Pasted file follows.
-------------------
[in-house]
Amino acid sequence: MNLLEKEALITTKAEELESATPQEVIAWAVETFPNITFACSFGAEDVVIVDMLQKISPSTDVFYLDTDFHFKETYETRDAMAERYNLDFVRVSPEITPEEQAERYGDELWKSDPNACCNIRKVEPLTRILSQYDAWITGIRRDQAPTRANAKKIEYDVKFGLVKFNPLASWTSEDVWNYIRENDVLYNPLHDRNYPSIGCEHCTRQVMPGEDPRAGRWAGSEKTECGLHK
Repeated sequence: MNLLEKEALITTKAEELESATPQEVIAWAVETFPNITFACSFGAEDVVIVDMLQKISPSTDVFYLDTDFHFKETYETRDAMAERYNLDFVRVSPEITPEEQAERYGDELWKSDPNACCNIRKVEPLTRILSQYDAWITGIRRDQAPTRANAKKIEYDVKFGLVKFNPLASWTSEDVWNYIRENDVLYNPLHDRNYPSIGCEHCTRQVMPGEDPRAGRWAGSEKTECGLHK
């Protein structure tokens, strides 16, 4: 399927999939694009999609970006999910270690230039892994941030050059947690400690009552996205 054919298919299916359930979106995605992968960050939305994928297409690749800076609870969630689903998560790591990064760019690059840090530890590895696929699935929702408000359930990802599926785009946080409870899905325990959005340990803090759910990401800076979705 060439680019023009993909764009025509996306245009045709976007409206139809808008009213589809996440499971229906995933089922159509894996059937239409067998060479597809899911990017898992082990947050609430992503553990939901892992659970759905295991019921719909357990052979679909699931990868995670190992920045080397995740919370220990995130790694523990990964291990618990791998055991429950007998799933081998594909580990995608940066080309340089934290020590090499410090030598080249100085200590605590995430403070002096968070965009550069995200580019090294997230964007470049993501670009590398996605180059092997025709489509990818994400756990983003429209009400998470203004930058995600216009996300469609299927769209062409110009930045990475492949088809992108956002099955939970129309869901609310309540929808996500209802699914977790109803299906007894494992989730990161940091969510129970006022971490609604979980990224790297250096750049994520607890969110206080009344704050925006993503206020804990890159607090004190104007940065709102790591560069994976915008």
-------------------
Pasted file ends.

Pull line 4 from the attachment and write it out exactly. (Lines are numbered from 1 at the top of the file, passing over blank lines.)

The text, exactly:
């Protein structure tokens, strides 16, 4: 399927999939694009999609970006999910270690230039892994941030050059947690400690009552996205 054919298919299916359930979106995605992968960050939305994928297409690749800076609870969630689903998560790591990064760019690059840090530890590895696929699935929702408000359930990802599926785009946080409870899905325990959005340990803090759910990401800076979705 060439680019023009993909764009025509996306245009045709976007409206139809808008009213589809996440499971229906995933089922159509894996059937239409067998060479597809899911990017898992082990947050609430992503553990939901892992659970759905295991019921719909357990052979679909699931990868995670190992920045080397995740919370220990995130790694523990990964291990618990791998055991429950007998799933081998594909580990995608940066080309340089934290020590090499410090030598080249100085200590605590995430403070002096968070965009550069995200580019090294997230964007470049993501670009590398996605180059092997025709489509990818994400756990983003429209009400998470203004930058995600216009996300469609299927769209062409110009930045990475492949088809992108956002099955939970129309869901609310309540929808996500209802699914977790109803299906007894494992989730990161940091969510129970006022971490609604979980990224790297250096750049994520607890969110206080009344704050925006993503206020804990890159607090004190104007940065709102790591560069994976915008």